Drug Store Skincare Products: What’s Good and What Isn’t

Hi. first I wanted to say I appreciate all the helpful information you give on your site. It's so helpful, so thank you for doing that for us. Ok so i'm confused. In one of your posts I read (I believe it was the one on budget skincare) that you said you can't recommend any drug store brands because they do not really have enough strength in them to do anything.... but then I read in your (skincare myths) section you say there are a lot of good international drug store names that can be good ??

Thank you for pointing this out. I can clarify. What I was trying to say is better described below.

Which drug store skincare products are good:

  1. For gentle cleansers, moisturizers, and basic acne medications, the drug store products may be a good, inexpensive option. Brands like CeraVe, Cetaphil, Eucerin, Neutrogina, and Vanicream all have some of these in larger sizes at good prices. The larger sizes are especially nice, if you need to lotion your whole body every day. This is true if you have atopic dermatitis, eczema, psoriasis, or just really dry skin. The downside is that these brands have more chemicals in them. Vanicream is better on this front and is formulated for those with skin allergies.
  2. For sunscreens, my bias is toward more minerals and fewer chemicals. The chemicals are harder on our system and our environment. Zinc is still the best, but it’s expensive generally.  Look for sunscreens with 7-20% zinc depending on how much you are outdoors (Zinc is more important than the SPF, here’s why). Most of the higher zinc sunscreens are sold by doctors or in some salons. The web products which look identical sometimes are counterfeit (see my other blog post on this here). One of my patients mentioned recently, that she finally found a high zinc sunscreen in the drugstore. Might be worth looking for!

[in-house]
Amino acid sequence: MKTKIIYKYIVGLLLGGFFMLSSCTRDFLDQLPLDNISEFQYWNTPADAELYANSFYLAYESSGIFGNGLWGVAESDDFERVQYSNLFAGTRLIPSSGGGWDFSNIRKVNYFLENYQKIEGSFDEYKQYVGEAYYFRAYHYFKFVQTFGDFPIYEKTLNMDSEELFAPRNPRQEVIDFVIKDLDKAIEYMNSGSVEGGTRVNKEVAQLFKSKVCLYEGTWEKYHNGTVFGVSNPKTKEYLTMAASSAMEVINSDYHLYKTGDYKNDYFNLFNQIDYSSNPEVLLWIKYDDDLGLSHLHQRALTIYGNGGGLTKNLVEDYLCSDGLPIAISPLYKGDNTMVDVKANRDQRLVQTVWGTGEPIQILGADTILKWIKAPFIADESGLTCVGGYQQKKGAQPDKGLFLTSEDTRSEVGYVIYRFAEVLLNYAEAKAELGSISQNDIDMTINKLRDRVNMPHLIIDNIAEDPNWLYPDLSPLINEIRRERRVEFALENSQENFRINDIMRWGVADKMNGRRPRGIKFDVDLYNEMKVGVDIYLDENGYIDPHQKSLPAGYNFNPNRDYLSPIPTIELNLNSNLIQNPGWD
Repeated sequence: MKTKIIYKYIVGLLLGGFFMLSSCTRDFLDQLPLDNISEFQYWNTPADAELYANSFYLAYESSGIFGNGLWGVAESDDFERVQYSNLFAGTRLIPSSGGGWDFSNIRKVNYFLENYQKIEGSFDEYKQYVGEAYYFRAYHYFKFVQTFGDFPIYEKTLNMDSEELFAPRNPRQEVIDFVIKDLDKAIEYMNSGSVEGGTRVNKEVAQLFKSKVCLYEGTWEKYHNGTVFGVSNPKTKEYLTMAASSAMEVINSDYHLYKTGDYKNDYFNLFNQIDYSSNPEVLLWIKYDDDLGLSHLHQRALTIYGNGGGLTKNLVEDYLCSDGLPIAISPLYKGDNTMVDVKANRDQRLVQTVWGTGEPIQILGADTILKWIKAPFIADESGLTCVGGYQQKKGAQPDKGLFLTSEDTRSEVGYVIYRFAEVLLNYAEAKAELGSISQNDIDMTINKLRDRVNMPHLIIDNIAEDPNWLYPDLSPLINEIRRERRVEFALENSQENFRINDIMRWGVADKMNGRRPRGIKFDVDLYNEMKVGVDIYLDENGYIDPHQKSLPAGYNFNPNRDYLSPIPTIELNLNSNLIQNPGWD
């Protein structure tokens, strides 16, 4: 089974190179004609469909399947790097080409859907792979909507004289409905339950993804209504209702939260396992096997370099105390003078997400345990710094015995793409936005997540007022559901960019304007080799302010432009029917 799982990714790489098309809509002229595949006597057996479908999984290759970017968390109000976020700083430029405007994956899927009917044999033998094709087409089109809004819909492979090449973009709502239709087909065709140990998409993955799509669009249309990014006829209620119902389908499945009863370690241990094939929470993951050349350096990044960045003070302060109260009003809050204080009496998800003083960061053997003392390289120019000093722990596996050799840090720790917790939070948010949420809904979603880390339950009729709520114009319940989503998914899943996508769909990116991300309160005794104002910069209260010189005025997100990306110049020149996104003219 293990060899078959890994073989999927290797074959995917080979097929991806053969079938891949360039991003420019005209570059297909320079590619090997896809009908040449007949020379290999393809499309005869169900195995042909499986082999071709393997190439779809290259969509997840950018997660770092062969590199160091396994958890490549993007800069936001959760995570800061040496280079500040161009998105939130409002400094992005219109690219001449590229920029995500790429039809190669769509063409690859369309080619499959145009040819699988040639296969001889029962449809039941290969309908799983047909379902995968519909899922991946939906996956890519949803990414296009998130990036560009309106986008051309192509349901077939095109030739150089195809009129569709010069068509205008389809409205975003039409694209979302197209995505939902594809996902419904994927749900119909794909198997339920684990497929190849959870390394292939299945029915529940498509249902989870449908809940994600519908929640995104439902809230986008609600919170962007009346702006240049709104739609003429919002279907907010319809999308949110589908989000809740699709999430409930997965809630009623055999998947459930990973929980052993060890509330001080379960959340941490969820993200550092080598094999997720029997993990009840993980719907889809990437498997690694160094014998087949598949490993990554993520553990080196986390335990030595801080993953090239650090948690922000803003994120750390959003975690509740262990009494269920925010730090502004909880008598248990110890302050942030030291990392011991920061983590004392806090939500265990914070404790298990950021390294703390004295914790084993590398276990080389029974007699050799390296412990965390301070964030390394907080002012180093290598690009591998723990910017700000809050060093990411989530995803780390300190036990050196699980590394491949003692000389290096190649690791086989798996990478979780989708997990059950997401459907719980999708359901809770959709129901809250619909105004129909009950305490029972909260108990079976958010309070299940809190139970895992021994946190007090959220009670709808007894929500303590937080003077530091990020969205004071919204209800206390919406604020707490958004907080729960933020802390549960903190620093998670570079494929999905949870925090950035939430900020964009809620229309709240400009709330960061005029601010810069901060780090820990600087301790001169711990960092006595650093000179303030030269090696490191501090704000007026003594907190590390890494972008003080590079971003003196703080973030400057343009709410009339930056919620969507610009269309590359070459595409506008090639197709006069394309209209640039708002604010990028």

Which drug store products to avoid:

  1. All of the more difficult to formulate skin care products! These include the Vitamin C serums and creams, all other antioxidants, and the retinols (unless the exact concentration is listed).  Most of the more advanced products have processes to make them that are expensive. When a company tries to make the process cheaper, the quality usually suffers.
  2. Avoid drug store products that are marketing to you their peptides, vitamins in a cream, whatever the latest hot thing is……be careful!
  3. Sunscreens to avoid are the ones that say one thing, but contain another. But then when you check the active percentage on the back, it’s almost nothing like 1-3%. Look for zinc or zinc plus titanium in 7-20%. If you’re not outdoors much, you don’t need the higher percentages.  Most drugstore sunscreens are chemical heavy.

Sometimes you just get what you pay for!!

Hope this helps, Dr. I

Recommended readings:

What “over the counter” retinol and vitamin C brands are good?


Dr. Brandith Irwin, MD

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Hi, I’m Dr. Irwin. I believe that consumers deserve a medically trained and unbiased skin care advocate.

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